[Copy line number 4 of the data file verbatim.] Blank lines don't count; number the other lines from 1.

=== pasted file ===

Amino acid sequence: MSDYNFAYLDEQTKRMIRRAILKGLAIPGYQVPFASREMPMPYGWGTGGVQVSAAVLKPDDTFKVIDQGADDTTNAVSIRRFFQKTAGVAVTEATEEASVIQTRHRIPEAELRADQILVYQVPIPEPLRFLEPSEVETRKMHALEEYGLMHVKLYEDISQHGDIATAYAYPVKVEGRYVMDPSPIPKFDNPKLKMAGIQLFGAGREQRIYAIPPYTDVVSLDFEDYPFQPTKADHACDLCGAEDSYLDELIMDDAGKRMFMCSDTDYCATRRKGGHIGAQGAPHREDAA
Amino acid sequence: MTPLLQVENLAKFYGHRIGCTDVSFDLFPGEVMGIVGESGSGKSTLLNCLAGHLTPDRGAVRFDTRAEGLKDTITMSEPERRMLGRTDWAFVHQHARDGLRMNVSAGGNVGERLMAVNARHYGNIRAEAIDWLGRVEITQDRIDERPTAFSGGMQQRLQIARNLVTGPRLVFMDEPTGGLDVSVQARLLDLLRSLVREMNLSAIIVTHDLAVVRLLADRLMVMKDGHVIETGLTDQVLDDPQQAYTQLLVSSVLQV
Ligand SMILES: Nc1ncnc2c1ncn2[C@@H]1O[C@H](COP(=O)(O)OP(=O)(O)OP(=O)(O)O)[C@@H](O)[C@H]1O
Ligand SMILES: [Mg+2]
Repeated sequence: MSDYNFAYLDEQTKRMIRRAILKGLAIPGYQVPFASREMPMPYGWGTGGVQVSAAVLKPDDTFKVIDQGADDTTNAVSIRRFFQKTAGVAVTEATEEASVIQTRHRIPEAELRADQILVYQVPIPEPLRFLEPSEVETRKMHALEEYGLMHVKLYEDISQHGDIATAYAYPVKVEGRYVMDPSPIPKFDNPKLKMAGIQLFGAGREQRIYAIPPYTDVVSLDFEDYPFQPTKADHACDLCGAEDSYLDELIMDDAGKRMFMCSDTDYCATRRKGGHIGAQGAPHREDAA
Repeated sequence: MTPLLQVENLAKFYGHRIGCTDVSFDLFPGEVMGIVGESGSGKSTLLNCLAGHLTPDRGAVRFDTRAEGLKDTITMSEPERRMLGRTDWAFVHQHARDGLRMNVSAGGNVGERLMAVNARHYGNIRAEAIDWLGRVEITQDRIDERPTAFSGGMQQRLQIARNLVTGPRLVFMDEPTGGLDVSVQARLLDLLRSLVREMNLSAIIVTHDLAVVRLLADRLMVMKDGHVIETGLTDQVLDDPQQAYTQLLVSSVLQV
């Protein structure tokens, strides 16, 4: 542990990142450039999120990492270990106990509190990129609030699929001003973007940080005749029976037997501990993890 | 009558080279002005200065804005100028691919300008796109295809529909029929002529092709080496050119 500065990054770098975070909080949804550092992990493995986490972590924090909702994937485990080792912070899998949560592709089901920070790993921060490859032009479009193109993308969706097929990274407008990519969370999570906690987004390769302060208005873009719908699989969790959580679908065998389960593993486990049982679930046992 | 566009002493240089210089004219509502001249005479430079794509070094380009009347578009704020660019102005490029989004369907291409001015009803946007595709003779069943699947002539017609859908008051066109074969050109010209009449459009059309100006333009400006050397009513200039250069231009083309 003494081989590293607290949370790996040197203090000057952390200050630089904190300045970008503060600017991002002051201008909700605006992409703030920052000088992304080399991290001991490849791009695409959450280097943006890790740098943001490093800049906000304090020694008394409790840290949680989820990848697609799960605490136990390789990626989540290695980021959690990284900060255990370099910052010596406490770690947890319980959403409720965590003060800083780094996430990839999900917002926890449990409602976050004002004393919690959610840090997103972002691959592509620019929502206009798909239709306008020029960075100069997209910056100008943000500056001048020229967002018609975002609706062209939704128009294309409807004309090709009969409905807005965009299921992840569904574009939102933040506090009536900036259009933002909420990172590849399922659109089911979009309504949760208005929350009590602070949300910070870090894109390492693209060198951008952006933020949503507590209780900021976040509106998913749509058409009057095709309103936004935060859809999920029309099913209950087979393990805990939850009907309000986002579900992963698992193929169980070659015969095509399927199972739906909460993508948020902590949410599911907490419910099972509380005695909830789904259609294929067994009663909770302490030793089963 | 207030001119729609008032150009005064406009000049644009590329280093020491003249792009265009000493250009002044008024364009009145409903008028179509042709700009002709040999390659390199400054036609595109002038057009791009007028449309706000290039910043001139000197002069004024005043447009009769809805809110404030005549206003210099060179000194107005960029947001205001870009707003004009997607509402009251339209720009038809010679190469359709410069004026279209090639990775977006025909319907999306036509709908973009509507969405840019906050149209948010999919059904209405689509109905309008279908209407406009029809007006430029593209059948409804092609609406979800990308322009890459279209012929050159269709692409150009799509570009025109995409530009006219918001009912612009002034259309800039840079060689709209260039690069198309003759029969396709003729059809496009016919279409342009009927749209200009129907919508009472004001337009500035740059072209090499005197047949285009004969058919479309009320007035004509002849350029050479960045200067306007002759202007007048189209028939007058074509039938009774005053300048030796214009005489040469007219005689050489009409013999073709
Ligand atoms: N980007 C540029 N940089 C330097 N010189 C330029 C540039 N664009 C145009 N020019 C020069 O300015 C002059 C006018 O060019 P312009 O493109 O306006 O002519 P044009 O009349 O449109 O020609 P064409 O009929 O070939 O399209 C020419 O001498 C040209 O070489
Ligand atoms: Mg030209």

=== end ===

Ligand SMILES: [Mg+2]